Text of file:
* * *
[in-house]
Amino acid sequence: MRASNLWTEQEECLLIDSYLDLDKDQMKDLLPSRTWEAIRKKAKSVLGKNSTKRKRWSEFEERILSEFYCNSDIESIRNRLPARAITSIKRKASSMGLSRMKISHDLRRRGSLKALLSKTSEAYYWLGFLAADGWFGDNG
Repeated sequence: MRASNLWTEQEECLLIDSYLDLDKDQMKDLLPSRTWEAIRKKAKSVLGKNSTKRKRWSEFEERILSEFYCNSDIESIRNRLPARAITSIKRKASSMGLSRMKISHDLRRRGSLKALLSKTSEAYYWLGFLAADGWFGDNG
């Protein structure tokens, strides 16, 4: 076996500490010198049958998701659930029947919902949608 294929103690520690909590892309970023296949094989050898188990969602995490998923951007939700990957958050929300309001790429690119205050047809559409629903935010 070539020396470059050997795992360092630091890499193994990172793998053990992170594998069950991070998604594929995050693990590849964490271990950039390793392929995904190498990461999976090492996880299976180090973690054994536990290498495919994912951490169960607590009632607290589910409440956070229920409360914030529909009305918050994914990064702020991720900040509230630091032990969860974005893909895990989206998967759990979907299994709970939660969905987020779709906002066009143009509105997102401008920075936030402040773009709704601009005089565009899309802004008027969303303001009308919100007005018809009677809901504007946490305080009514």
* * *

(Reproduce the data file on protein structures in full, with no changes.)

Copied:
[in-house]
Amino acid sequence: MRASNLWTEQEECLLIDSYLDLDKDQMKDLLPSRTWEAIRKKAKSVLGKNSTKRKRWSEFEERILSEFYCNSDIESIRNRLPARAITSIKRKASSMGLSRMKISHDLRRRGSLKALLSKTSEAYYWLGFLAADGWFGDNG
Repeated sequence: MRASNLWTEQEECLLIDSYLDLDKDQMKDLLPSRTWEAIRKKAKSVLGKNSTKRKRWSEFEERILSEFYCNSDIESIRNRLPARAITSIKRKASSMGLSRMKISHDLRRRGSLKALLSKTSEAYYWLGFLAADGWFGDNG
């Protein structure tokens, strides 16, 4: 076996500490010198049958998701659930029947919902949608 294929103690520690909590892309970023296949094989050898188990969602995490998923951007939700990957958050929300309001790429690119205050047809559409629903935010 070539020396470059050997795992360092630091890499193994990172793998053990992170594998069950991070998604594929995050693990590849964490271990950039390793392929995904190498990461999976090492996880299976180090973690054994536990290498495919994912951490169960607590009632607290589910409440956070229920409360914030529909009305918050994914990064702020991720900040509230630091032990969860974005893909895990989206998967759990979907299994709970939660969905987020779709906002066009143009509105997102401008920075936030402040773009709704601009005089565009899309802004008027969303303001009308919100007005018809009677809901504007946490305080009514």